In any sufficiently large protest, police officers may "kettle" protesters. Critics say it violates human rights, while advocates claim its one of the few safe tools available to police during a protest.
- "Kettling" is when police form a cordon surrounding a group of protesters, immobilizing them for hours or directing them to a single exit.
- It's an effective tactic to control the movements of a crowd, but it also catches people indiscriminately — journalists, protesters, rioters, innocent civilians — and cuts people off from food, water, and toilets for hours.
- Some police officers have taken advantage of kettles to abuse protesters, but its still seen as one of the few effective ways to control a potentially violent crowd.
Hearing-related problems are on the rise.
- Noise pollution should be considered a public-health crisis, according to experts that study the problem.
- Between 15-20 percent of humans will suffer from tinnitus during their lives.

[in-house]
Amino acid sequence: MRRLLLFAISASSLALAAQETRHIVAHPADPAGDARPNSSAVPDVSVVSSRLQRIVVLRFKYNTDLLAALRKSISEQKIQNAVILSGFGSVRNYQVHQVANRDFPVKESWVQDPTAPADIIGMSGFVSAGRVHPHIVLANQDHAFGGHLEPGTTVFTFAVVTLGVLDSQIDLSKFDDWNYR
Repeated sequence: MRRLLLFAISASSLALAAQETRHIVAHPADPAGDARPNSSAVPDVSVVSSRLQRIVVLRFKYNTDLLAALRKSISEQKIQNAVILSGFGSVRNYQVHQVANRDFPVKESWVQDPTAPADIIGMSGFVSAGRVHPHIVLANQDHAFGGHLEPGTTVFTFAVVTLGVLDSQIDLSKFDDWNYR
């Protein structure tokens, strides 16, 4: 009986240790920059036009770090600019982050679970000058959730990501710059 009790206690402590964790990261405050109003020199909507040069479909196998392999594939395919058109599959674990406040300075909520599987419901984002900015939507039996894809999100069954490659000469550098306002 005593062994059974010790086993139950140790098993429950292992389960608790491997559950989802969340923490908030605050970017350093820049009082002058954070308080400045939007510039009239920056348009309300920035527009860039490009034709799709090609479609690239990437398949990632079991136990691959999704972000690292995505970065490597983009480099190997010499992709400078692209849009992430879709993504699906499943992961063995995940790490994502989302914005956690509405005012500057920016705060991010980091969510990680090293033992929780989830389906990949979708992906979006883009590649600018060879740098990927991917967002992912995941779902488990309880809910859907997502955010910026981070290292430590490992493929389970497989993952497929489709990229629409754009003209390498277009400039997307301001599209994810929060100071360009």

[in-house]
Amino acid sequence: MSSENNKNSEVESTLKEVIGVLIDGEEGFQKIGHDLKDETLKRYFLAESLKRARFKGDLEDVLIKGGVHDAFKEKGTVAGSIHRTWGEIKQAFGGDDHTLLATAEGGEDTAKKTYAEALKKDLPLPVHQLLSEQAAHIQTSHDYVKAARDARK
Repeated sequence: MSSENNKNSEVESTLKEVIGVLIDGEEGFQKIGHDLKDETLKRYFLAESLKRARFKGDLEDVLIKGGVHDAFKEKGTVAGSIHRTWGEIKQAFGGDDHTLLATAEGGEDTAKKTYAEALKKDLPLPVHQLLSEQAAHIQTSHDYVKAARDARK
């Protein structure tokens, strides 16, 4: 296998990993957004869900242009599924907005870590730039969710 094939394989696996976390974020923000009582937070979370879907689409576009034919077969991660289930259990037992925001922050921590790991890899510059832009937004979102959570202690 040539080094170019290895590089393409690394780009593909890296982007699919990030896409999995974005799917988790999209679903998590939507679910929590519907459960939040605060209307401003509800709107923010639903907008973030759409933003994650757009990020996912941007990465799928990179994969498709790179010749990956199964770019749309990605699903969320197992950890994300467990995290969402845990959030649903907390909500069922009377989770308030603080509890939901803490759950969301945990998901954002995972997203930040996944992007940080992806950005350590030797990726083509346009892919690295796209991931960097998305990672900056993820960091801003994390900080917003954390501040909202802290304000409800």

- Carbon is not the only catalyst for environmental degradation; entire ecosystems are being destroyed by noise.
Unfortunately, this means that drivers act more aggressively on the road when spotting cyclists.
- A new study in Australia shows that half of drivers don't rate cyclists as humans—this includes cyclists themselves.
- This research follows up on previous studies that show drivers act more aggressively toward cyclists after dehumanizing them.
- Cycling accidents in the US account for nearly 3 percent of all deaths on the roads.
As we urbanize, a new study flags the need for lots of green spaces.
- A childhood spent in green spaces reduces the chance of acquiring adult mental disorders by 15% to 55%.
- A comprehensive study tracked the life stories of one million Danes to reach this conclusion.
- Humanity is moving to cities, and the report underscores the need for ample green spaces for children.
U.S. laws regulating online speech offer broad protections for private companies, but experts worry free expression may be threatened by "better safe than sorry" voluntary censorship.
- U.S. laws regulating online speech offer broad protections for internet intermediaries.
- Despite this, companies typically follow a "better safe than sorry" approach to protect against legal action or loss of reputation.
- Silencing contentious opinions can have detrimental effects, such as social exclusion and negating reconciliation.
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